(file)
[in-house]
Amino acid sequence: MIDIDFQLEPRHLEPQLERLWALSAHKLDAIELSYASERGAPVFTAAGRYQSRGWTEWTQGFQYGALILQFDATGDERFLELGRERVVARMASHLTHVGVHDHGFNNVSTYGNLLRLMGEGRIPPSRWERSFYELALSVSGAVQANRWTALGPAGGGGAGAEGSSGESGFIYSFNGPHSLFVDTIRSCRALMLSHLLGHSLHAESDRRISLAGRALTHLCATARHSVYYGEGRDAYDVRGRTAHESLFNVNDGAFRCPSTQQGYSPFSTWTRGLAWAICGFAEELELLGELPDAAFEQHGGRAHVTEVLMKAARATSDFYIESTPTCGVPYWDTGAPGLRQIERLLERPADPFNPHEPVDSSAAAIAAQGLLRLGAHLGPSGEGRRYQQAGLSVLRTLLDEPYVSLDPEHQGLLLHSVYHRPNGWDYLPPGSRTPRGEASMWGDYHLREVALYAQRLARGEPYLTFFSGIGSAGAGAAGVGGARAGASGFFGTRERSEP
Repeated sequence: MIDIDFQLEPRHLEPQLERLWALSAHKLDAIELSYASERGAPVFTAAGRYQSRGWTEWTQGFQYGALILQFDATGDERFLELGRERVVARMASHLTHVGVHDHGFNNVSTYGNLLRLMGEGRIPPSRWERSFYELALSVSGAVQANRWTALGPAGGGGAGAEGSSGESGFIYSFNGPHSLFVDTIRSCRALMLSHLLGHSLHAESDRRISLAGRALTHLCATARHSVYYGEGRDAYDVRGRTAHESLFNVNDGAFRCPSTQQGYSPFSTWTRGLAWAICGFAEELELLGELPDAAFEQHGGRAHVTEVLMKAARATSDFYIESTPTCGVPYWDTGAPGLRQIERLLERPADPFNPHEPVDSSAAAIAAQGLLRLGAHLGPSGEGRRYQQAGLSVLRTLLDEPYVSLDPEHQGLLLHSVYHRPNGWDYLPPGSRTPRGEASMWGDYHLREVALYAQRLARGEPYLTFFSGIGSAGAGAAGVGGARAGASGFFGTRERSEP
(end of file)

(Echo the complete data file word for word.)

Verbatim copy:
[in-house]
Amino acid sequence: MIDIDFQLEPRHLEPQLERLWALSAHKLDAIELSYASERGAPVFTAAGRYQSRGWTEWTQGFQYGALILQFDATGDERFLELGRERVVARMASHLTHVGVHDHGFNNVSTYGNLLRLMGEGRIPPSRWERSFYELALSVSGAVQANRWTALGPAGGGGAGAEGSSGESGFIYSFNGPHSLFVDTIRSCRALMLSHLLGHSLHAESDRRISLAGRALTHLCATARHSVYYGEGRDAYDVRGRTAHESLFNVNDGAFRCPSTQQGYSPFSTWTRGLAWAICGFAEELELLGELPDAAFEQHGGRAHVTEVLMKAARATSDFYIESTPTCGVPYWDTGAPGLRQIERLLERPADPFNPHEPVDSSAAAIAAQGLLRLGAHLGPSGEGRRYQQAGLSVLRTLLDEPYVSLDPEHQGLLLHSVYHRPNGWDYLPPGSRTPRGEASMWGDYHLREVALYAQRLARGEPYLTFFSGIGSAGAGAAGVGGARAGASGFFGTRERSEP
Repeated sequence: MIDIDFQLEPRHLEPQLERLWALSAHKLDAIELSYASERGAPVFTAAGRYQSRGWTEWTQGFQYGALILQFDATGDERFLELGRERVVARMASHLTHVGVHDHGFNNVSTYGNLLRLMGEGRIPPSRWERSFYELALSVSGAVQANRWTALGPAGGGGAGAEGSSGESGFIYSFNGPHSLFVDTIRSCRALMLSHLLGHSLHAESDRRISLAGRALTHLCATARHSVYYGEGRDAYDVRGRTAHESLFNVNDGAFRCPSTQQGYSPFSTWTRGLAWAICGFAEELELLGELPDAAFEQHGGRAHVTEVLMKAARATSDFYIESTPTCGVPYWDTGAPGLRQIERLLERPADPFNPHEPVDSSAAAIAAQGLLRLGAHLGPSGEGRRYQQAGLSVLRTLLDEPYVSLDPEHQGLLLHSVYHRPNGWDYLPPGSRTPRGEASMWGDYHLREVALYAQRLARGEPYLTFFSGIGSAGAGAAGVGGARAGASGFFGTRERSEP